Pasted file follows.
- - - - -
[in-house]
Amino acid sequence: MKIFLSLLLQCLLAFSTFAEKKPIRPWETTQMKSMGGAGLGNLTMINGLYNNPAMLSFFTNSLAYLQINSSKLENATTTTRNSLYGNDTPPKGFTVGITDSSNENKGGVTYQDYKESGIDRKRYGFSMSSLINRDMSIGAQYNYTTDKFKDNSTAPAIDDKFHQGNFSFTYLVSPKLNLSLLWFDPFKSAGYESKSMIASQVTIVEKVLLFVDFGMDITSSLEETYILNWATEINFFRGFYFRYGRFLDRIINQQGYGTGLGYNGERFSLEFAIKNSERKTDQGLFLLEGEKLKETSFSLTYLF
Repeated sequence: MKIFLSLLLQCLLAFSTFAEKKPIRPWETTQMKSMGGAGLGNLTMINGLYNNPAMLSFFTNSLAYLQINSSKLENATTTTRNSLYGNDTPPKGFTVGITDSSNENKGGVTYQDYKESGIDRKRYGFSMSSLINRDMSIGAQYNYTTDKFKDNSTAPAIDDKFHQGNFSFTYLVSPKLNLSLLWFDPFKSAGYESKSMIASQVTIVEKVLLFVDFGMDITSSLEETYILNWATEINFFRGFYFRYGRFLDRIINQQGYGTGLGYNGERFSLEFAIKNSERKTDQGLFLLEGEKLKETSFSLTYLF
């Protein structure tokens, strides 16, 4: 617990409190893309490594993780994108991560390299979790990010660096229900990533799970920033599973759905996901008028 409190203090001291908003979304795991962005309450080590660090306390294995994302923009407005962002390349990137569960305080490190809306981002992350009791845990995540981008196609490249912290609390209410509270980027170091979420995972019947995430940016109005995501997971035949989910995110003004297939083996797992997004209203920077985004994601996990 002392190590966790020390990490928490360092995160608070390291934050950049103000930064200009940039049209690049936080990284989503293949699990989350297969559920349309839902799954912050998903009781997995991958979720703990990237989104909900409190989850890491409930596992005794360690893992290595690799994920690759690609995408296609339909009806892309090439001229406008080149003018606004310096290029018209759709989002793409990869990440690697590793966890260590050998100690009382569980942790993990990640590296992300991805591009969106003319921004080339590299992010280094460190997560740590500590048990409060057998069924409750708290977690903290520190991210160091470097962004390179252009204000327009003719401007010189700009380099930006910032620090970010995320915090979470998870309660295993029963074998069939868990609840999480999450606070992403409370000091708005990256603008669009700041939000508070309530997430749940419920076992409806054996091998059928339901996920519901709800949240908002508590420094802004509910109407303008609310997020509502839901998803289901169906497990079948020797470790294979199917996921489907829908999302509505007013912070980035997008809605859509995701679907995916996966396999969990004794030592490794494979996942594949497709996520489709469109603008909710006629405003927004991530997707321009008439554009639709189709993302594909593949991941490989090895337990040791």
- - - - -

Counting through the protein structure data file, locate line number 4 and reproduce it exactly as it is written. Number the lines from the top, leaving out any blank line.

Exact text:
């Protein structure tokens, strides 16, 4: 617990409190893309490594993780994108991560390299979790990010660096229900990533799970920033599973759905996901008028 409190203090001291908003979304795991962005309450080590660090306390294995994302923009407005962002390349990137569960305080490190809306981002992350009791845990995540981008196609490249912290609390209410509270980027170091979420995972019947995430940016109005995501997971035949989910995110003004297939083996797992997004209203920077985004994601996990 002392190590966790020390990490928490360092995160608070390291934050950049103000930064200009940039049209690049936080990284989503293949699990989350297969559920349309839902799954912050998903009781997995991958979720703990990237989104909900409190989850890491409930596992005794360690893992290595690799994920690759690609995408296609339909009806892309090439001229406008080149003018606004310096290029018209759709989002793409990869990440690697590793966890260590050998100690009382569980942790993990990640590296992300991805591009969106003319921004080339590299992010280094460190997560740590500590048990409060057998069924409750708290977690903290520190991210160091470097962004390179252009204000327009003719401007010189700009380099930006910032620090970010995320915090979470998870309660295993029963074998069939868990609840999480999450606070992403409370000091708005990256603008669009700041939000508070309530997430749940419920076992409806054996091998059928339901996920519901709800949240908002508590420094802004509910109407303008609310997020509502839901998803289901169906497990079948020797470790294979199917996921489907829908999302509505007013912070980035997008809605859509995701679907995916996966396999969990004794030592490794494979996942594949497709996520489709469109603008909710006629405003927004991530997707321009008439554009639709189709993302594909593949991941490989090895337990040791």